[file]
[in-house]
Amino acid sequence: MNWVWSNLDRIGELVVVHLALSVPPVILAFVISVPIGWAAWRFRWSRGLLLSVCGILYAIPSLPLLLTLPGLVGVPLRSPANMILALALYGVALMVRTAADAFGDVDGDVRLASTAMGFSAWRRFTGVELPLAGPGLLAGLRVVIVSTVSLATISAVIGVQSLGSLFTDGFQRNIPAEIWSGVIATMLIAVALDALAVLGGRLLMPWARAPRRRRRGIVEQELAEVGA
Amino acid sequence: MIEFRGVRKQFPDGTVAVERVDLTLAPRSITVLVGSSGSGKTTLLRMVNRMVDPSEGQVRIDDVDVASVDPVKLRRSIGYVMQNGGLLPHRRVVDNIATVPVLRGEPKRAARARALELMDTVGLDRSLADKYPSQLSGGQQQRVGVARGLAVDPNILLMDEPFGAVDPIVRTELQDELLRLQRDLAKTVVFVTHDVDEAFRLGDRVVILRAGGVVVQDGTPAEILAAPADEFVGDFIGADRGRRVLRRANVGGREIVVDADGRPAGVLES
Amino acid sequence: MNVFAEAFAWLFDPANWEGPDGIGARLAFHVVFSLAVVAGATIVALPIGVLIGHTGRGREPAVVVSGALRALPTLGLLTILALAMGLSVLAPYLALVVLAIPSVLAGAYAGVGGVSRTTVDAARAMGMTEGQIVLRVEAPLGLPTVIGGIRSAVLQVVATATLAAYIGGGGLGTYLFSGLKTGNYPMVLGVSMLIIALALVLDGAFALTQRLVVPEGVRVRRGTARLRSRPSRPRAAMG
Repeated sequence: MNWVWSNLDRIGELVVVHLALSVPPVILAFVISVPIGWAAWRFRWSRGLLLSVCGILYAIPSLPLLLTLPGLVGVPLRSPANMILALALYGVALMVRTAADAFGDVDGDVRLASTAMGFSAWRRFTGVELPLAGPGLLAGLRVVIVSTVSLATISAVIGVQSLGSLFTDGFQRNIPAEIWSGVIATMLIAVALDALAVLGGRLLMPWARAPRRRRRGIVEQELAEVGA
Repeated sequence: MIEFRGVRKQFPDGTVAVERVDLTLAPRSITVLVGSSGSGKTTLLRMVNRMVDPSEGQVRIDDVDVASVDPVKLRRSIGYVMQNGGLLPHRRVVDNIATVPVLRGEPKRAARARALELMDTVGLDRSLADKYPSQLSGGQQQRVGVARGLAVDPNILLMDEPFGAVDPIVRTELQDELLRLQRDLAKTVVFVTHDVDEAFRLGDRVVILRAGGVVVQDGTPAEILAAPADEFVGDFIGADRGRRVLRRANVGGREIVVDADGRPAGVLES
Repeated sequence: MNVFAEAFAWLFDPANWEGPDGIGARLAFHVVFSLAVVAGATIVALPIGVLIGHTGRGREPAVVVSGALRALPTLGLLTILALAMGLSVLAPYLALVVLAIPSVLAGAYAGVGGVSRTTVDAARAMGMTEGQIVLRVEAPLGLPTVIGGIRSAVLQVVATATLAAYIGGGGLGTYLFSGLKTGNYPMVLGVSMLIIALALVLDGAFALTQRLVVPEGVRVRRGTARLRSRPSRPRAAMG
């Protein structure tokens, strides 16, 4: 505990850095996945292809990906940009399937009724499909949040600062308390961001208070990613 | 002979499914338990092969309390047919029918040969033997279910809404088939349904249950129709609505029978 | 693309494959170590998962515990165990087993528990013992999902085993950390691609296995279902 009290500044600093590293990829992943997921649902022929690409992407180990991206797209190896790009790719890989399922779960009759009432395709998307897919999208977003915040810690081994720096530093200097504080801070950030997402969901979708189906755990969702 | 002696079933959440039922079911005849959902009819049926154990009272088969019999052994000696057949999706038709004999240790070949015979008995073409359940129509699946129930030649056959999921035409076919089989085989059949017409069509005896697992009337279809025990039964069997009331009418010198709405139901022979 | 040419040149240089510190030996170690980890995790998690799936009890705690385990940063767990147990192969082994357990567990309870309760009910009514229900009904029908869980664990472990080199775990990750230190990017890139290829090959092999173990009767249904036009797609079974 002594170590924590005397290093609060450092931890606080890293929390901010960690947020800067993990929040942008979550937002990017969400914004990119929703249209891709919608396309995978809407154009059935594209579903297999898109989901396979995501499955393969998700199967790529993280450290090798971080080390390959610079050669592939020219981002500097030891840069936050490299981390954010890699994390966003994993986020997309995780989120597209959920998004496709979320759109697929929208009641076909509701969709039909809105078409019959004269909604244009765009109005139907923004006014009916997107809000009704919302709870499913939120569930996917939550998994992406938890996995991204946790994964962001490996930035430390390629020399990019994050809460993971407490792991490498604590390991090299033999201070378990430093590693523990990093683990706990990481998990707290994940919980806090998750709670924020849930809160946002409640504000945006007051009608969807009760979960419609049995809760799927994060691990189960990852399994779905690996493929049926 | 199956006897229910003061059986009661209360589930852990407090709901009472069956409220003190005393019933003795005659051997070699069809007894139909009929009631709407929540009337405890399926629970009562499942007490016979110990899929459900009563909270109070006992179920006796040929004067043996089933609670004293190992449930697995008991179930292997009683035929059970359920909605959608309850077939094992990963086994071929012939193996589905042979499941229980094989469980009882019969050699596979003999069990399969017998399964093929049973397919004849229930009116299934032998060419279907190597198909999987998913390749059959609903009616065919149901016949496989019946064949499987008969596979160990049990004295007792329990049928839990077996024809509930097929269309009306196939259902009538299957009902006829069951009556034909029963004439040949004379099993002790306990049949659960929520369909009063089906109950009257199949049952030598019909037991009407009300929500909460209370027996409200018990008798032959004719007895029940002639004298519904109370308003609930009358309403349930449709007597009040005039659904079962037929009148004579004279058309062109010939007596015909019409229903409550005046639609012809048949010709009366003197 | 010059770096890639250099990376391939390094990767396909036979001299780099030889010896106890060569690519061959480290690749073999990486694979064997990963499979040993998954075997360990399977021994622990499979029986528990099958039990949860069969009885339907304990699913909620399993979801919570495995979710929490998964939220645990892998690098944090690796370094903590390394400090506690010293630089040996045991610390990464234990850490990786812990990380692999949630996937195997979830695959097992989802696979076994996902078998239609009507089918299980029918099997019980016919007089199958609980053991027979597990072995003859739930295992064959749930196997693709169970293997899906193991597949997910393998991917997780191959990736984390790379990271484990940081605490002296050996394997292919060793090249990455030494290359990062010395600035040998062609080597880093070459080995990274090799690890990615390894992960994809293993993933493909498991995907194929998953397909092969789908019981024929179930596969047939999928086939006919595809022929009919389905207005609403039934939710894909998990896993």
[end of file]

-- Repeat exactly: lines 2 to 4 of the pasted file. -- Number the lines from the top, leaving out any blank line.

Amino acid sequence: MNWVWSNLDRIGELVVVHLALSVPPVILAFVISVPIGWAAWRFRWSRGLLLSVCGILYAIPSLPLLLTLPGLVGVPLRSPANMILALALYGVALMVRTAADAFGDVDGDVRLASTAMGFSAWRRFTGVELPLAGPGLLAGLRVVIVSTVSLATISAVIGVQSLGSLFTDGFQRNIPAEIWSGVIATMLIAVALDALAVLGGRLLMPWARAPRRRRRGIVEQELAEVGA
Amino acid sequence: MIEFRGVRKQFPDGTVAVERVDLTLAPRSITVLVGSSGSGKTTLLRMVNRMVDPSEGQVRIDDVDVASVDPVKLRRSIGYVMQNGGLLPHRRVVDNIATVPVLRGEPKRAARARALELMDTVGLDRSLADKYPSQLSGGQQQRVGVARGLAVDPNILLMDEPFGAVDPIVRTELQDELLRLQRDLAKTVVFVTHDVDEAFRLGDRVVILRAGGVVVQDGTPAEILAAPADEFVGDFIGADRGRRVLRRANVGGREIVVDADGRPAGVLES
Amino acid sequence: MNVFAEAFAWLFDPANWEGPDGIGARLAFHVVFSLAVVAGATIVALPIGVLIGHTGRGREPAVVVSGALRALPTLGLLTILALAMGLSVLAPYLALVVLAIPSVLAGAYAGVGGVSRTTVDAARAMGMTEGQIVLRVEAPLGLPTVIGGIRSAVLQVVATATLAAYIGGGGLGTYLFSGLKTGNYPMVLGVSMLIIALALVLDGAFALTQRLVVPEGVRVRRGTARLRSRPSRPRAAMG